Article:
N Pal, M Choudhury, U Kiran, C Sen, K Zuber
acute hemorrhage, resuscitation, shock, subclavian artery injury
N Pal, M Choudhury, U Kiran, C Sen, K Zuber. Acute Hemorrhagic Shock: Direct Right Atrial Transfusion. The Internet Journal of Anesthesiology. 2006 Volume 13 Number 1.
Arterial bleed from major arteries can be rapidly fatal if not stopped timely. Once temporary hemostasis by external compression is achieved, establishment of proximal control should be the foremost priority.
We describe a case of acute hemorrhagic shock where a timely performed sternotomy to control the bleeding vessel proximally; open-chest cardio-pulmonary resuscitation along and a direct right-atrial blood transfusion resulted in successful resuscitation.
As in our case, a witnessed cardiac arrest; a low threshold for internal cardiac massage may yield good results. In extreme circumstances, direct transfusion of blood into the right arium can be lifesaving. Meticulous de-airing, not to pass any air bubble through the transfusion set, should be performed with utmost care.
A prompt and timely sternotomy may provide: 1) exposure and access to control the bleeding, 2) access for internal cardiac massage; and 3) access for direct transfusion into the right atrium.
Arterial bleed from major arteries can be rapidly fatal if not stopped timely. Often subclavian artery injury may prove to be life threatening. Once temporary hemostasis by external compression is achieved, establishment of proximal control should be the foremost priority. We describe a case where a timely performed sternotomy to control the bleeding vessel proximally; open-chest cardio-pulmonary resuscitation along with a direct right-atrial blood transfusion resulted in successful resuscitation of acute hemorrhagic shock.
A twelve year old female child suffering from uncontrolled type 1 diabetes mellitus presented with gangrene of the right arm. An elective disarticulation of right arm from the shoulder joint was performed. Two days later while undergoing a surgical debridement and dressing, the wound started to bleed. The bleeding was moderate in severity, bright red in color and in spurts. Hence it was presumed to be from the proximal portion of the axillary artery. Temporary hemostasis was achieved by pressure and packing. Emergency vascular repair was anticipated and a vascular surgeon called for.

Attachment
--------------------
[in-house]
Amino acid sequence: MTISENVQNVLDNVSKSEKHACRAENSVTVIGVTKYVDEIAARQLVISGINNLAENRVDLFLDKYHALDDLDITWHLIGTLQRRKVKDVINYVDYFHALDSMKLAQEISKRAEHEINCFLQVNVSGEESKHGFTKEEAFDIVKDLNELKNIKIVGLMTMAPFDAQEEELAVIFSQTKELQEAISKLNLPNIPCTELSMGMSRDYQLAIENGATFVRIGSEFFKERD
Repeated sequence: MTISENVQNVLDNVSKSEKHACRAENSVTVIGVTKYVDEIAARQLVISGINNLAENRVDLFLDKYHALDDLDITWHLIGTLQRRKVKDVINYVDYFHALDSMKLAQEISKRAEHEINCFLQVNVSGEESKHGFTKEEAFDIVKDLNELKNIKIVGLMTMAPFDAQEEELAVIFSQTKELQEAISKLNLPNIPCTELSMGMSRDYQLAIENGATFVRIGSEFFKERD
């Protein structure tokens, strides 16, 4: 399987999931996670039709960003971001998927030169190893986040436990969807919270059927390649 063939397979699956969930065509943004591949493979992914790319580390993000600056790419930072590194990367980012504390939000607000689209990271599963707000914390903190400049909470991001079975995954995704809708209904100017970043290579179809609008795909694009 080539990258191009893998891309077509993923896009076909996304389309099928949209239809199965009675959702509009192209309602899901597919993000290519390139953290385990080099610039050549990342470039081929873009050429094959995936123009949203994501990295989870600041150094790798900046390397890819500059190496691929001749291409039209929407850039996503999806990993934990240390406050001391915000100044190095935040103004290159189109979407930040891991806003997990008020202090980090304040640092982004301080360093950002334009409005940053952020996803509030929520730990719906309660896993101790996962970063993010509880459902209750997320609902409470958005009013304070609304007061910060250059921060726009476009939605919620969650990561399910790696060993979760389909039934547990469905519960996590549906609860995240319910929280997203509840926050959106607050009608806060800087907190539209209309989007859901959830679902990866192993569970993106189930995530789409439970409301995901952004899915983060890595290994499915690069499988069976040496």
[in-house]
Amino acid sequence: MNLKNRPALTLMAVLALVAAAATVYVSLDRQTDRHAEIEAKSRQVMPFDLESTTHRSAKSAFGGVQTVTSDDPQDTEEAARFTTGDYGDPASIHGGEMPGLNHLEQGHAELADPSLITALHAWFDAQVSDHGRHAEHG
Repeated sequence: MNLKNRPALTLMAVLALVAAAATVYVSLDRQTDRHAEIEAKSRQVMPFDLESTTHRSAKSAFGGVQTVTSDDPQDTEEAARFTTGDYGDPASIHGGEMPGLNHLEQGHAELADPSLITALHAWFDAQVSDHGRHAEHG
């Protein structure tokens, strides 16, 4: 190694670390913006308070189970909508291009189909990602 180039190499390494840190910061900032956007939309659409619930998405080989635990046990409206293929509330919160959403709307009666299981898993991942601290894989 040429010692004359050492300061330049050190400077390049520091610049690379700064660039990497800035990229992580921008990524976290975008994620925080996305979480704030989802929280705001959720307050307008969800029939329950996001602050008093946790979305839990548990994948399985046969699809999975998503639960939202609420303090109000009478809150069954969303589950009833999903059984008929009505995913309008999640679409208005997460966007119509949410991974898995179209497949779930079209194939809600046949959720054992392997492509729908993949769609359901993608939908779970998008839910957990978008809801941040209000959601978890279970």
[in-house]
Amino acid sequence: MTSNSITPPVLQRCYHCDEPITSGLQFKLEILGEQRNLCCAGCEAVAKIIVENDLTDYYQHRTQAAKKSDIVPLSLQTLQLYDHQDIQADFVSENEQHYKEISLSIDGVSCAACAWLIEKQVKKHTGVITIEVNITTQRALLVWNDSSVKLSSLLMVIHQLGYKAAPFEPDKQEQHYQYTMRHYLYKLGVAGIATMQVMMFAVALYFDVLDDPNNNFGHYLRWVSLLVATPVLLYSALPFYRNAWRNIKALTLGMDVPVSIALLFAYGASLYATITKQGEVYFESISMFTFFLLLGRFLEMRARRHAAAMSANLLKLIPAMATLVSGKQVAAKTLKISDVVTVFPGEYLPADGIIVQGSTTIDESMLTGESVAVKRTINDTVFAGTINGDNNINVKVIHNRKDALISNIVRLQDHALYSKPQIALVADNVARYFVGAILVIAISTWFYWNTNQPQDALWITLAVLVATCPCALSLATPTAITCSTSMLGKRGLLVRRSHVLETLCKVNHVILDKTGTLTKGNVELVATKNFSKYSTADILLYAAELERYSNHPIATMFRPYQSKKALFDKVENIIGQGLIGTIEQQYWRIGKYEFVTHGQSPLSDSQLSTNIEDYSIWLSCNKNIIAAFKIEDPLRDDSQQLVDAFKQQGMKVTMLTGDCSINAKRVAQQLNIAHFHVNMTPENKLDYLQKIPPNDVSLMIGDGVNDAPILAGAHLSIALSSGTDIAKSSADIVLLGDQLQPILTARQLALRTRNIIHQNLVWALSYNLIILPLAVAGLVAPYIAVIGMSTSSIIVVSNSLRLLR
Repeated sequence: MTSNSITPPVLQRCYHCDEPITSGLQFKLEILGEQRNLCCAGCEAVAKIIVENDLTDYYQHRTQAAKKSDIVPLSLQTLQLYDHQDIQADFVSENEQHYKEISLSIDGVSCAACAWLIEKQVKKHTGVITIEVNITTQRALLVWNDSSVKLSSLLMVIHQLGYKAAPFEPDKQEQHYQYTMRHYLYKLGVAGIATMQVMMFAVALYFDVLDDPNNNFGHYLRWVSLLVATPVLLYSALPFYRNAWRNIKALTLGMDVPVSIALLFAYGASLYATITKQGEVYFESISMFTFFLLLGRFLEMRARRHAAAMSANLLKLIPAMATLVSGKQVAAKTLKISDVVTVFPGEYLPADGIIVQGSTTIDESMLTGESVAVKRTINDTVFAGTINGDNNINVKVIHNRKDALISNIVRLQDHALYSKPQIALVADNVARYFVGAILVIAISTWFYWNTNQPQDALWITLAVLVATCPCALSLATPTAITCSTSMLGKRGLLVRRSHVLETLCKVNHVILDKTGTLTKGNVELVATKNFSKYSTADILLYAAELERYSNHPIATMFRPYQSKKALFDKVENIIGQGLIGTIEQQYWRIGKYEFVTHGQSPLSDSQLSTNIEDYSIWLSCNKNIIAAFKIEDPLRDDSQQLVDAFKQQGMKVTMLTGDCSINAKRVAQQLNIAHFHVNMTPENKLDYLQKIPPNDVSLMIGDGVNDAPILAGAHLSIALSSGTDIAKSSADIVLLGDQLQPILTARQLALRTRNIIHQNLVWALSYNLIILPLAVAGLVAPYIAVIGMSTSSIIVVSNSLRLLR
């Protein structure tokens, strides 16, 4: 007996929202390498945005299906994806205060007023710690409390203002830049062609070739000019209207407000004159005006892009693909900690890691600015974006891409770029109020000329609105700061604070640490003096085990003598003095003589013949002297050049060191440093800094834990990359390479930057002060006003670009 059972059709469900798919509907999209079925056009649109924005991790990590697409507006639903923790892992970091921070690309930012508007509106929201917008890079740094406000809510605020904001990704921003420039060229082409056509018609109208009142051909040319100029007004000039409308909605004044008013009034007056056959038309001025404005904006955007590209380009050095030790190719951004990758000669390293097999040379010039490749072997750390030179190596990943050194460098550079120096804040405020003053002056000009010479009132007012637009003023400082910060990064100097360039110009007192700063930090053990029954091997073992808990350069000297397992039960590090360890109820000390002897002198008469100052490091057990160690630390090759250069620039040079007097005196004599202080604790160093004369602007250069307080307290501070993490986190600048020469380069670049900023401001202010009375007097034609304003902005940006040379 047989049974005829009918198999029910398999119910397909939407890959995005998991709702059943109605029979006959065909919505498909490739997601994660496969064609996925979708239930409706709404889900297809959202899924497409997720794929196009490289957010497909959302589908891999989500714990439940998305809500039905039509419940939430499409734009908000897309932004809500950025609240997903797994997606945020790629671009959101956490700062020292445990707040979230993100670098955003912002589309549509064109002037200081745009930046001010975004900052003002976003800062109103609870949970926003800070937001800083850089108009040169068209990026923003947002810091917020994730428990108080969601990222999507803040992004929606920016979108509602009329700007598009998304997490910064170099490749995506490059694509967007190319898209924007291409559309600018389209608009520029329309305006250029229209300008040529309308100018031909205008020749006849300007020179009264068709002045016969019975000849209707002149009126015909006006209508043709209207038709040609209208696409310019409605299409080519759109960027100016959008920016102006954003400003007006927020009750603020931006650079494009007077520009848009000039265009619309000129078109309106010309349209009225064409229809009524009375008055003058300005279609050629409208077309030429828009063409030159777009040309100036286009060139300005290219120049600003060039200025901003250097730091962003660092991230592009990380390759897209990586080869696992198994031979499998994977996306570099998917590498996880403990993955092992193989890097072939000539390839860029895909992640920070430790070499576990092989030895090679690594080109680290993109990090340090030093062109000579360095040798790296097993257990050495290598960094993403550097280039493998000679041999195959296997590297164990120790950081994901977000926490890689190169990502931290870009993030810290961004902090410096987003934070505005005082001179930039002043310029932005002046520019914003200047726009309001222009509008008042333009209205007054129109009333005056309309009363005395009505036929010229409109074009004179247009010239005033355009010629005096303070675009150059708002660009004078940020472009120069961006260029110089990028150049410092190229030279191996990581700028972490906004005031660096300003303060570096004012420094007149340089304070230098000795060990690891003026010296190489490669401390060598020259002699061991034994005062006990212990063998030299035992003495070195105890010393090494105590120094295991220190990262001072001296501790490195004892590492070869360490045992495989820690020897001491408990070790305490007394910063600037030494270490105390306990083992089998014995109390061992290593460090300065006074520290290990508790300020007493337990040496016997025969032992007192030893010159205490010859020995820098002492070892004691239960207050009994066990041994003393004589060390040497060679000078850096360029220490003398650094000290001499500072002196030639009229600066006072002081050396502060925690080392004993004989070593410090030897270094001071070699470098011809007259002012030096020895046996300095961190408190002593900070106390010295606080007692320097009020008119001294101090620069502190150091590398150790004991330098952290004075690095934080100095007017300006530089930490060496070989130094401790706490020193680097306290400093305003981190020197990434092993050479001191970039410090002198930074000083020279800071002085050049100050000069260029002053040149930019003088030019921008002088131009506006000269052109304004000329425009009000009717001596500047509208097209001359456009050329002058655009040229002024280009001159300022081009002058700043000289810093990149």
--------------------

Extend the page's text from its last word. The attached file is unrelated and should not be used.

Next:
The procedure was conducted under general anesthesia with ketamine, midazolam, vecuronium, isoflurane and oxygen and air. Routine monitoring including electrocardiography (ECG), pulse oximetry (SpO2), end-tidal carbon-dioxide (ETCO2) along with a right-atrial (RA) pressure monitoring was with a triple lumen central venous catheter placed via right internal jugular vein and invasive left radial arterial blood pressure monitoring (ABP) . Two peripheral intravenous cannulae (20G), one each on the left leg and left arm were placed.
After induction of anesthesia, patient was positioned supine and surgical cleaning and draping started. On removal of the packing sudden torrential bleeding started which was un-controllable. Any amount of external pressure and local exploration failed to stop or reveal the bleeder. An attempt to clamp the subclavian artery through an infraclavicular incision also failed due to an immense bloody field. Meanwhile the systolic ABP drifted from 110mm Hg to 60-70mm Hg and RA pressure dropped from 8mm Hg to 3 mm Hg. Rapid transfusion was started through all accesses – both peripheral as well as central. Hemorrhage however was unrelenting.
As the bleeder was not identified, an immediate midline sternotomy was performed for direct visual control of the bleeding vessel. The bleeding vessel identified as the proximal subclavian artery and subsequently clamped. By now the systolic ABP of the patient was not more than 10mm Hg with extreme bradycardia (10-15 beats/minute). Pericardiotomy was done, heart exposed and internal cardiac massage started. During this period prior to starting the internal cardiac massage a momentary cardiac asystole for three minutes was witnessed. Visually the heart appeared empty.
Estimated blood loss till that time was two liters. Total of five units of blood, two units of colloid and one unit of Ringer lactate were transfused, most of which was lost. By now immense resistance could be felt while pushing blood into the central venous line. A decision to transfuse blood directly into the right atrium was made. Purse string suture on the right atrium were placed and the distal end of a sterile blood transfusion set (Pall blood transfusion set) was passed through it and snugged. Meticulous de-airing of the transfusion set done before passing into the RA. Two units of warm blood were transfused rapidly through this line. Internal cardiac massage continued through-out. Boluses of adrenaline and atropine along with intermittent calcium were administered. After about 6 minutes, the heart gained spontaneous activity. Ice-packs were placed around the head for external cooling.